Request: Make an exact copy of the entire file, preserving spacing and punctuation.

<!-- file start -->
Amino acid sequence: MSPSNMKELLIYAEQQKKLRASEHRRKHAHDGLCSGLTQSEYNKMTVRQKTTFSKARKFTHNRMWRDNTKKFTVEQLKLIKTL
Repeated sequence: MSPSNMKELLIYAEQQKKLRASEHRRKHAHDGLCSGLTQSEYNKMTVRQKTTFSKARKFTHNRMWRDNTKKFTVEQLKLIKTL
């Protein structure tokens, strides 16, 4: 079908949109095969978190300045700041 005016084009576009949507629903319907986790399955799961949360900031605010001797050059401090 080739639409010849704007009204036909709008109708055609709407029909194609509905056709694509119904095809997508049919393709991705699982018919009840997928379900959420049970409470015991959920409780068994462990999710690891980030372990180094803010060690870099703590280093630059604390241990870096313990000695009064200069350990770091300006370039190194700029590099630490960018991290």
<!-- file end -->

Amino acid sequence: MSPSNMKELLIYAEQQKKLRASEHRRKHAHDGLCSGLTQSEYNKMTVRQKTTFSKARKFTHNRMWRDNTKKFTVEQLKLIKTL
Repeated sequence: MSPSNMKELLIYAEQQKKLRASEHRRKHAHDGLCSGLTQSEYNKMTVRQKTTFSKARKFTHNRMWRDNTKKFTVEQLKLIKTL
């Protein structure tokens, strides 16, 4: 079908949109095969978190300045700041 005016084009576009949507629903319907986790399955799961949360900031605010001797050059401090 080739639409010849704007009204036909709008109708055609709407029909194609509905056709694509119904095809997508049919393709991705699982018919009840997928379900959420049970409470015991959920409780068994462990999710690891980030372990180094803010060690870099703590280093630059604390241990870096313990000695009064200069350990770091300006370039190194700029590099630490960018991290």